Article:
The truth is, one key part of a child learning piano is the parent’s involvement. Some of the things in the list below are things you will need to encourage them to do. For example, holding them accountable to practice and/or giving them a specific schedule they need to stick to.
If you sit in their lessons and learn along with them, it will also be greatly beneficial because then you will be able to better help them during the week.
I’ve had a lot of students come in and out and whenever I teach children, they do much better when the parent is involved.
Just the fact that you’re reading this post is a great start to helping them—so thank you for being here.
With that in mind, let’s get into the specific practice tips.
#1. Practice Mindset
Before we can get into HOW to practice, we need to start with mindset. If you go into your practice time with the wrong mindset, you will not be effective, so this is very important!
Don’t: Practice Mindlessly
First of all, you don’t want to be practicing mindlessly, or just because you “have to.”
I know practice can feel like a chore at times (trust me, I’ve been there!) But if you sit down and do it just because your parents are making you…you won’t get very far.
It will be boring because you’re making it boring. You probably won’t remember much or be very effective, especially if you allow your mind to wander into other thoughts instead of focusing on the task at hand.
Do: Practice With Concentration & Intention
Successful practice requires your full concentration. Push past the ‘boringness’ of it and tell yourself you will THANK yourself 10 years from now when you can play beautifully!
You will also need to be intentional. In the next section, I will give you specific tips for HOW to be intentional.
But just for now, just know that you will need to be 100% focused to really accomplish a lot in 30 minutes!
Don’t: Give up when you can’t figure it out
This is a common mistake among students: giving up. And I get it. When you’re practicing alone without a teacher next to you, it can be hard.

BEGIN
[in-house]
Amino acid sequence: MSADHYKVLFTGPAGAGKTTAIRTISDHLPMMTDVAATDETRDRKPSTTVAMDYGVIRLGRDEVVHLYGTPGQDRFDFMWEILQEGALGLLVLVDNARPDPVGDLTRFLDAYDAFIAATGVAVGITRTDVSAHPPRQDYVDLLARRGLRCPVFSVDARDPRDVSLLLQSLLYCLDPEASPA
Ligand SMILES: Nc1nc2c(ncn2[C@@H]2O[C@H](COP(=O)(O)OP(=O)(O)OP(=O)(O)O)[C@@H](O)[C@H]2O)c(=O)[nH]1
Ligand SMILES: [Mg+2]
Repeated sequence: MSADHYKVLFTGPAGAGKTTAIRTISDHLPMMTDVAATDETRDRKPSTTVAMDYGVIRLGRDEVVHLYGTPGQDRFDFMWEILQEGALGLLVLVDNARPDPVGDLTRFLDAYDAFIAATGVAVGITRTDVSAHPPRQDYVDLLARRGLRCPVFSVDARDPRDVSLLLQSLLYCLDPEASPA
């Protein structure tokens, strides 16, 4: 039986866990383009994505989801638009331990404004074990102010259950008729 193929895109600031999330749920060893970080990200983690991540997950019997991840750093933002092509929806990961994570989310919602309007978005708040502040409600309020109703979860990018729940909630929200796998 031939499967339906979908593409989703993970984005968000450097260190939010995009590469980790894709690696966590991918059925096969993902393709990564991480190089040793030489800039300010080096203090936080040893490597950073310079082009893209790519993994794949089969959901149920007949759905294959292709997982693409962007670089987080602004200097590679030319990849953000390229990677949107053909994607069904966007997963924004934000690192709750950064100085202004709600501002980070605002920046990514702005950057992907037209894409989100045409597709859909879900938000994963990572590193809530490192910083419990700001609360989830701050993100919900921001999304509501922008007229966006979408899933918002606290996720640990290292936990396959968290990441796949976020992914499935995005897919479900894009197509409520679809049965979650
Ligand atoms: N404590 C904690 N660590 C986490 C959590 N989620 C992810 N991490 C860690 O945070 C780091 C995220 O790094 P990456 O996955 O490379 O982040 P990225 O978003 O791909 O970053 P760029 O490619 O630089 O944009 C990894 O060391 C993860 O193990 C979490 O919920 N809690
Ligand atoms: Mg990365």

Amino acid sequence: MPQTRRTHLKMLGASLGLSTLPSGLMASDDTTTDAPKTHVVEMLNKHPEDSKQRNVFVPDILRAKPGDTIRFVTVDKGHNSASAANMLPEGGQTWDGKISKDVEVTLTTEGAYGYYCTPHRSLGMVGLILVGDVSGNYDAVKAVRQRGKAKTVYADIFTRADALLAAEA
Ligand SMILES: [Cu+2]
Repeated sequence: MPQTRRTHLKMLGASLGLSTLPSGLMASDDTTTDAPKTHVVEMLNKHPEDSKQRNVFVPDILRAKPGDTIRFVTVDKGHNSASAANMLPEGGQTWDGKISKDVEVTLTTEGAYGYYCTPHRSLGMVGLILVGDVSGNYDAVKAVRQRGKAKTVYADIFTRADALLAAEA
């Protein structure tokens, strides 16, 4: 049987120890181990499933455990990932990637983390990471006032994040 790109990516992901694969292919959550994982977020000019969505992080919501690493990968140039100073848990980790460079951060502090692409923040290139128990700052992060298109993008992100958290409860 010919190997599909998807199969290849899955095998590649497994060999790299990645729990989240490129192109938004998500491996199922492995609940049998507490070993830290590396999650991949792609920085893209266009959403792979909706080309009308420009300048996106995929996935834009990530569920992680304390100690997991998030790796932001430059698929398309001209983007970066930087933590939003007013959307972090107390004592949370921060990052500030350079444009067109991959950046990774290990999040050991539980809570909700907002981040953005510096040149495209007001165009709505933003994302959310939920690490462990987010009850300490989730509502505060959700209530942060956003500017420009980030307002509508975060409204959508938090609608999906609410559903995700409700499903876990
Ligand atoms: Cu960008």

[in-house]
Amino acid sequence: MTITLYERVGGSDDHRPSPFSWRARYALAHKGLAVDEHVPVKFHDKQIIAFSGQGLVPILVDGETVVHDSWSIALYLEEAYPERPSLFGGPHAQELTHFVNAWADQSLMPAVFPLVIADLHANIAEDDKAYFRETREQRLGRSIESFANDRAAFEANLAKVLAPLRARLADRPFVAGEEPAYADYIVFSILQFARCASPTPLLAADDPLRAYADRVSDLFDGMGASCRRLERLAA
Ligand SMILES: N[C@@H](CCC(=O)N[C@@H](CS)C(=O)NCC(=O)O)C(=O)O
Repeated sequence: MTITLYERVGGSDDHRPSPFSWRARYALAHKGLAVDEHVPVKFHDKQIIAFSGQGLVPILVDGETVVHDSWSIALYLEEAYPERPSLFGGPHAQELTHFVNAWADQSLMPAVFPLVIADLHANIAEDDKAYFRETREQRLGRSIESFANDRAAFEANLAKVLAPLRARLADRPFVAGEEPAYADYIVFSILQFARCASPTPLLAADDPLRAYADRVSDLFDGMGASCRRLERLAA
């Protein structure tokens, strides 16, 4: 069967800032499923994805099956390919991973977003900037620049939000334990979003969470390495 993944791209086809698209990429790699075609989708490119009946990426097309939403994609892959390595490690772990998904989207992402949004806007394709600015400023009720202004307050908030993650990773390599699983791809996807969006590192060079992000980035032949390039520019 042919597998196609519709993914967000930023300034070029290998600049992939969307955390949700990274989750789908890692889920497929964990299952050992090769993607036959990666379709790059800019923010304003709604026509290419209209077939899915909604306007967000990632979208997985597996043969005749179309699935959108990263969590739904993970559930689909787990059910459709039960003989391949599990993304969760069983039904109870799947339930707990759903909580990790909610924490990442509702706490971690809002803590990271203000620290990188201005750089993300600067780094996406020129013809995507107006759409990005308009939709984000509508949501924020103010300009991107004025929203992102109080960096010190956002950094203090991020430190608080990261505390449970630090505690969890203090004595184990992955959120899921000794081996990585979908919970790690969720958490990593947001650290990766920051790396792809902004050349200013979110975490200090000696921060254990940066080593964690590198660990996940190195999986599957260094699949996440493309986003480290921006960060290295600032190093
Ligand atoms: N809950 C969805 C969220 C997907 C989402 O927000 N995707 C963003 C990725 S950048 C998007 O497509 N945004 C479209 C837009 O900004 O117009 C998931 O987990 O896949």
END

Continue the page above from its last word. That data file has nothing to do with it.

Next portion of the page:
Sometimes, you won’t know exactly what to do. You might get frustrated. But instead of giving up…
Do: Ask for Help & Write Down Questions
Like I said, giving up is not the best thing to do! If you end up frustrated, either shoot your teacher a text (if they’re okay with that) OR write down your questions for your next lesson.
Let me tell you something – teachers love it when they have an student asking questions. It shows that you are eager to learn!
So if you can’t figure out a note or rhythm during your practice, make sure to ask at your next lesson, or look it up online.
#2. Choosing What to Practice
So you’ve got your mind in the right place before starting…but WHAT should you do when you sit down to practice? That is what this section is for!
Don’t: Jump right into your piece
The first thing you should do when you start practicing is NOT play through the song or piece you are learning.
It will be harder to play if your hands are cold, and this can actually result in injury if you’re not careful.
Do: Warm Up First
So instead, make sure to warm up before starting. A warm up should take about 5 minutes of your total 30 minutes.
You’ll want to warm up how your teacher tells you to. Here are the common warm ups that I recommend:
- Playing through major/minor scales
- Playing chords and inversions that go with each scale
- Playing arpeggios
- Finger exercises